Delaware Day video series focuses on slavery

The stories of Delawareans who were enslaved, and of those who helped break the bonds of slavery, will be explored in “Delaware Day 2020: Expanding the Delaware Story,” a series of five videos that will be released beginning Wednesday on the Division of Historical and Cultural Affairs’ webpage at history.delaware.gov/delaware-day-2020.

Produced by the division in collaboration with the Government Information Center, the short videos, of varying lengths, feature community members and employees from the division telling the stories of individuals whose lives are invaluable in understanding Delaware’s complex history, according to a news release.

Each new video in the series will be posted daily at 3 p.m., beginning Wednesday and ending Sunday. In celebration of Delaware Day, a compendium containing all five videos will be posted at 3 p.m. Monday. Access to the videos is free and open to the public.

Delaware Day honors the anniversary of Delaware becoming the first state to ratify the U.S. Constitution on Dec. 7, 1787. Traditionally, the day’s activities have focused on the five Delaware signers of the Constitution — Richard Bassett, Gunning Bedford Jr., Jacob Broom, John Dickinson and George Read.

In 2020, however, the division will expand the Delaware Day narrative by spotlighting the lives of five other people who contributed to Delaware’s colonial and early statehood history and whose stories also deserve to be told and preserved — Dinah, James Summers, Bishop Richard Allen, Warner Mifflin and an unnamed Black male who was one of the first people of African origin to live in Delaware.

In creating these videos, division Director Tim Slavin noted that “we are striving to practice inclusive history and will not shrink from, or ignore the pain of, our shared heritage. We are committed to both preserving and interpreting Delaware’s difficult history.”

The following is information on each of the individuals portrayed in the videos:

Dinah: Wednesday at 3 p.m.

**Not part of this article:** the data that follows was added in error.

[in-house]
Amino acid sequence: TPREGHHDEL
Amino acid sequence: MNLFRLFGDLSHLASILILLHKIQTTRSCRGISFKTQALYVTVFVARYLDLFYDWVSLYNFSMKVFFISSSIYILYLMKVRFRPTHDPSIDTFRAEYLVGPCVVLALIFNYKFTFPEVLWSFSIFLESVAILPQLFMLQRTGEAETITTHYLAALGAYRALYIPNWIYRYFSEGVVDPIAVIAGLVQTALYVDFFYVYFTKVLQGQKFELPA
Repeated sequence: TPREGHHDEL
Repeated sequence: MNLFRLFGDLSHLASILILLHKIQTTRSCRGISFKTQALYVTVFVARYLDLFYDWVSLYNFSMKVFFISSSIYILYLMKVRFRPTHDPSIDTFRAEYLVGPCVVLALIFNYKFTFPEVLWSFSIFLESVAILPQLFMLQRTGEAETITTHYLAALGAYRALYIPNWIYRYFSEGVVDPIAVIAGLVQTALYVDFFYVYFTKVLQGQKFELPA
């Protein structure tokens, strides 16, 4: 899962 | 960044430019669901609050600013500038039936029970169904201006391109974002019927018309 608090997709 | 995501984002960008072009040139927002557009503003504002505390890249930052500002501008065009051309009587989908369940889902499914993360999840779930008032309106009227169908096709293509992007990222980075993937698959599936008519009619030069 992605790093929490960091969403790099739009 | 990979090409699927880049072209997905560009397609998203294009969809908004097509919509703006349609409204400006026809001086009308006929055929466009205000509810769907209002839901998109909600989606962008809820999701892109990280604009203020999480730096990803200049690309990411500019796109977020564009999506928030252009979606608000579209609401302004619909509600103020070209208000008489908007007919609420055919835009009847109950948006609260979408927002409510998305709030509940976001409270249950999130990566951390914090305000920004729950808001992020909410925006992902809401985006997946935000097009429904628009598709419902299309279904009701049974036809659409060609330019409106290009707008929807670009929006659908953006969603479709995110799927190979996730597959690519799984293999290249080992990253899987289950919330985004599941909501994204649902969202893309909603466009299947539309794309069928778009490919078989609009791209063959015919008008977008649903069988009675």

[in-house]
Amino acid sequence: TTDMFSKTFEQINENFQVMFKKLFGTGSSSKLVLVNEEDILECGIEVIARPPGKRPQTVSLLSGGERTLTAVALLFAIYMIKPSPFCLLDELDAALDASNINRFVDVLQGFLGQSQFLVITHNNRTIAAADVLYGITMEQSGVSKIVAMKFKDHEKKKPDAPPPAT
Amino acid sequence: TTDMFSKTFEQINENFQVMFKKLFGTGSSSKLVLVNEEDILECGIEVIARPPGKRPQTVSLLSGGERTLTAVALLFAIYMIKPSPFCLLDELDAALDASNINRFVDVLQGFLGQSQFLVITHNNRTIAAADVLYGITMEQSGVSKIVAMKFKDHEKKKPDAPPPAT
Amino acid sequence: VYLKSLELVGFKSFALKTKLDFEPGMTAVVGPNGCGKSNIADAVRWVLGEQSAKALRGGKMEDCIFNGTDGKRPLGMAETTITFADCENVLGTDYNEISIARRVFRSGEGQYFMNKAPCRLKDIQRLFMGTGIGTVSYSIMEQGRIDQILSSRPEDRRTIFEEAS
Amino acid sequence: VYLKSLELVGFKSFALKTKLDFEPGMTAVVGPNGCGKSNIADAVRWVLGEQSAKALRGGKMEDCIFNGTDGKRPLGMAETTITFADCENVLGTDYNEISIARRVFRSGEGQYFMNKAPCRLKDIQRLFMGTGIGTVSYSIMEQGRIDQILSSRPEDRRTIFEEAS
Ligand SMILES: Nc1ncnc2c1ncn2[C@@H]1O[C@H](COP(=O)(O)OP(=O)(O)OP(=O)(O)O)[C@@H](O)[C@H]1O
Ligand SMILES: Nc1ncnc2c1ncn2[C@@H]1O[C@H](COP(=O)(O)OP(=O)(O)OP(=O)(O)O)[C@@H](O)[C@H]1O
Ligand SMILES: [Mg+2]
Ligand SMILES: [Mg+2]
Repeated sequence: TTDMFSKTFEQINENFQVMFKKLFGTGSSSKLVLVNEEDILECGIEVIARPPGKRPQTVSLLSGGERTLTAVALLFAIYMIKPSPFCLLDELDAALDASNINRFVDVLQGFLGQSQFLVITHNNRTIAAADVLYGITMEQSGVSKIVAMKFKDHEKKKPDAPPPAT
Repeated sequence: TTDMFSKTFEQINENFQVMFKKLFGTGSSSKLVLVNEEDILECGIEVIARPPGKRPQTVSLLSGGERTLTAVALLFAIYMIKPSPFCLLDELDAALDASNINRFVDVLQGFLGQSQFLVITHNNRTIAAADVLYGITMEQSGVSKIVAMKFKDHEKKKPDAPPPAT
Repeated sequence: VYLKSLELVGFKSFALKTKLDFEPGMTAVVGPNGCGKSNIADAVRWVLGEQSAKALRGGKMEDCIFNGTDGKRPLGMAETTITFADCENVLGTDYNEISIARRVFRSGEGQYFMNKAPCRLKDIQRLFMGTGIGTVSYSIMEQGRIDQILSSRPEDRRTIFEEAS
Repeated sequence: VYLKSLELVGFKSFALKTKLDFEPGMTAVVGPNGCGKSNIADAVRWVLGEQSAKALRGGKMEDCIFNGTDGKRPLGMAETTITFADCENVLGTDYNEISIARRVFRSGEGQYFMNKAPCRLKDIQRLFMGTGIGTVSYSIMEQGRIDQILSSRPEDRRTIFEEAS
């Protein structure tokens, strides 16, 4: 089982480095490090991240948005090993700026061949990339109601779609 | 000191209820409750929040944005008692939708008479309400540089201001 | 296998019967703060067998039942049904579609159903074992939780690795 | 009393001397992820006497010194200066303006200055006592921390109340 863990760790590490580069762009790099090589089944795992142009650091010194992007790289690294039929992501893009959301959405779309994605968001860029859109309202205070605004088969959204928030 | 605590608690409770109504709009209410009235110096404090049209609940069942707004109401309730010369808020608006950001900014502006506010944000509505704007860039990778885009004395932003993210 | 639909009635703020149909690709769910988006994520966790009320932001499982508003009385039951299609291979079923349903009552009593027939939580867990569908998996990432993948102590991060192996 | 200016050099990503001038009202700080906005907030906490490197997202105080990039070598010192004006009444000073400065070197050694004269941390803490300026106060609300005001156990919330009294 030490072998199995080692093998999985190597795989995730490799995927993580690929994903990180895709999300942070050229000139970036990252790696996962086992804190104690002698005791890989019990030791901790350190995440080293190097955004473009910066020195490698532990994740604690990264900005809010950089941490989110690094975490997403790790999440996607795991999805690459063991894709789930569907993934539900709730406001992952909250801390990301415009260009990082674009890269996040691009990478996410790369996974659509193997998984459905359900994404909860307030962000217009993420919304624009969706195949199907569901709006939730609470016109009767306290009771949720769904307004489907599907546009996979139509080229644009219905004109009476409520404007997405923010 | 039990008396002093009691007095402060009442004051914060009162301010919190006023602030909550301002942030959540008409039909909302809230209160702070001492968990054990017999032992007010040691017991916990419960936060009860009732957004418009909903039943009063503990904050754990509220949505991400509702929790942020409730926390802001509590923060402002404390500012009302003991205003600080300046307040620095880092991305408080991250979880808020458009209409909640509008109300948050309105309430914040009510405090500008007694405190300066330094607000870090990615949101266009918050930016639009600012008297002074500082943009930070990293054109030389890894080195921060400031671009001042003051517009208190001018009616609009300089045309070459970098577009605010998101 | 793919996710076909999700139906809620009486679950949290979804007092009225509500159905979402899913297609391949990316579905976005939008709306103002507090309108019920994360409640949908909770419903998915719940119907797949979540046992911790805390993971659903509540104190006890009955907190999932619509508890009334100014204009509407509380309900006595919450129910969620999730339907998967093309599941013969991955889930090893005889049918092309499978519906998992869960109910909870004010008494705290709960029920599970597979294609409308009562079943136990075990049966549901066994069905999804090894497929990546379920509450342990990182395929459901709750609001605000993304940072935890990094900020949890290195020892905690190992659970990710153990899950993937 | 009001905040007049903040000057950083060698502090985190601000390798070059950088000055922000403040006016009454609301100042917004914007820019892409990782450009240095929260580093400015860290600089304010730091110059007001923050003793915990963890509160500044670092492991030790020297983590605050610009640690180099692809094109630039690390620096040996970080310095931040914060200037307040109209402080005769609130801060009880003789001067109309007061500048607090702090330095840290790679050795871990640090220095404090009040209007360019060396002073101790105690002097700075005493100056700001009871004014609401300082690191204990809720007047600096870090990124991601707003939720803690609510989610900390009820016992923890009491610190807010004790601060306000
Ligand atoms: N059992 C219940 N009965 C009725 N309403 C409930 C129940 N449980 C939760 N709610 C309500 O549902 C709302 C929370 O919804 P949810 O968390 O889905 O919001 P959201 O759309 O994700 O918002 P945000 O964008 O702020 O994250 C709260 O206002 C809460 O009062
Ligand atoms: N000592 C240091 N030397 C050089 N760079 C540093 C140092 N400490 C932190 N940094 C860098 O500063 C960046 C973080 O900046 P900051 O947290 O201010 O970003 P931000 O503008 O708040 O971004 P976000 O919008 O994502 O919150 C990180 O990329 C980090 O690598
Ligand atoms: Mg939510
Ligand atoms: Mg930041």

Dinah was a skilled spinner, who was enslaved for over 26 years. She was held in bondage primarily by different men of the Dickinson family. Freed alongside her children in John Dickinson’s 1786 manumission document, Dinah eventually married Peter Patten, a free Black tenant of Mr. Dickinson’s. The latest record of Dinah dates to 1810.

James Summers: Thursday at 3 p.m.
James Summers was born a free Black man in the later part of the 18th century. He married an enslaved woman, meaning his children were enslaved at birth. By 1797, he had worked out an arrangement with the family that held his children in bondage and was able to sign the manumission document setting them free in the Recorder of Deeds Office in the State House (now the Old State House) in Dover.

Bishop Richard Allen: Friday at 3 p.m.
Richard Allen was born enslaved Feb. 14, 1760. When he was 8 years old, he and his family were sold to Stokely Sturgis of Dover. Mr. Sturgis permitted Mr. Allen to attend religious meetings and, later, to purchase his own freedom. Mr. Allen joined the Methodist church and preached in Delaware and adjoining states. He was a founder and first bishop of the African Methodist Episcopal Church, which was established in Philadelphia in 1816. He died March 26, 1831.

Warner Mifflin: Saturday at 3 p.m.
Warner Mifflin was a giant of an 18th-century Quaker abolitionist. He petitioned legislatures. He wrote to congressmen, governors and presidents. His personal beliefs about the ills of slavery led him on a crusade from North Carolina to New England to end the practice. He believed it was a blight on America and that the nation would pay for the sin of slavery if it was not abolished.

Burial No. 9, Unnamed Black Male, Avery’s Rest: Sunday at 3 p.m.
In 2014, archaeologists working at the Avery’s Rest site, west of Rehoboth Beach, excavated 11 human burials. Scientific and DNA analysis determined that three of the individuals were of African origin. Historic context suggests these were Black people enslaved by John Avery. One burial, dated between 1674 and 1714, was that of an unnamed Black male who, at death, was between the ages of 32 and 42.